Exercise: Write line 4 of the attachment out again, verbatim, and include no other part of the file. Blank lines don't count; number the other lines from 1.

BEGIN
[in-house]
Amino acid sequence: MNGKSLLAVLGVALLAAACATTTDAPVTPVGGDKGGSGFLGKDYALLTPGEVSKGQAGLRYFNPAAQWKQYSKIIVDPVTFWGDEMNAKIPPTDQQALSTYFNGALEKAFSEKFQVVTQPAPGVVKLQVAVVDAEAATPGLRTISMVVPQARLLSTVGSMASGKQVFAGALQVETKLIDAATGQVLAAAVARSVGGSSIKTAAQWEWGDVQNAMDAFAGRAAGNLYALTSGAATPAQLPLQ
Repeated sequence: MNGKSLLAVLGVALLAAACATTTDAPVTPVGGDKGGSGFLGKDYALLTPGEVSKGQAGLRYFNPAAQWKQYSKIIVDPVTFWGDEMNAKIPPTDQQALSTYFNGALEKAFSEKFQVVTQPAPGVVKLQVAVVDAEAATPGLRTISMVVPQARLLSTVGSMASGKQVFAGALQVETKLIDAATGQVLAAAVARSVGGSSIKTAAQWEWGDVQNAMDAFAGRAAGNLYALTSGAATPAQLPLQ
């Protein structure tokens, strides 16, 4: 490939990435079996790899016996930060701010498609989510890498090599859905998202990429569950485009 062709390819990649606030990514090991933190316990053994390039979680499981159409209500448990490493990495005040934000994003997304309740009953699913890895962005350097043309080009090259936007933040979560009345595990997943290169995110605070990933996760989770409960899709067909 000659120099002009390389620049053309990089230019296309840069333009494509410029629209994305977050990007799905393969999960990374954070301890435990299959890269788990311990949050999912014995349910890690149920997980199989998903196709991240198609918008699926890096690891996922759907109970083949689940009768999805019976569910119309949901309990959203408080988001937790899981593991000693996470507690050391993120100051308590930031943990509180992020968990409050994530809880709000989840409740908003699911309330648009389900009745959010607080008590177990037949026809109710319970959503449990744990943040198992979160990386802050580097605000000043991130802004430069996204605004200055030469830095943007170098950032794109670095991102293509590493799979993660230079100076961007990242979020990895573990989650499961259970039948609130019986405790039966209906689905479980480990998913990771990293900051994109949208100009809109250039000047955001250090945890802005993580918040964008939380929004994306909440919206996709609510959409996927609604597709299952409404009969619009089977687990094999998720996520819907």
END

């Protein structure tokens, strides 16, 4: 490939990435079996790899016996930060701010498609989510890498090599859905998202990429569950485009 062709390819990649606030990514090991933190316990053994390039979680499981159409209500448990490493990495005040934000994003997304309740009953699913890895962005350097043309080009090259936007933040979560009345595990997943290169995110605070990933996760989770409960899709067909 000659120099002009390389620049053309990089230019296309840069333009494509410029629209994305977050990007799905393969999960990374954070301890435990299959890269788990311990949050999912014995349910890690149920997980199989998903196709991240198609918008699926890096690891996922759907109970083949689940009768999805019976569910119309949901309990959203408080988001937790899981593991000693996470507690050391993120100051308590930031943990509180992020968990409050994530809880709000989840409740908003699911309330648009389900009745959010607080008590177990037949026809109710319970959503449990744990943040198992979160990386802050580097605000000043991130802004430069996204605004200055030469830095943007170098950032794109670095991102293509590493799979993660230079100076961007990242979020990895573990989650499961259970039948609130019986405790039966209906689905479980480990998913990771990293900051994109949208100009809109250039000047955001250090945890802005993580918040964008939380929004994306909440919206996709609510959409996927609604597709299952409404009969619009089977687990094999998720996520819907």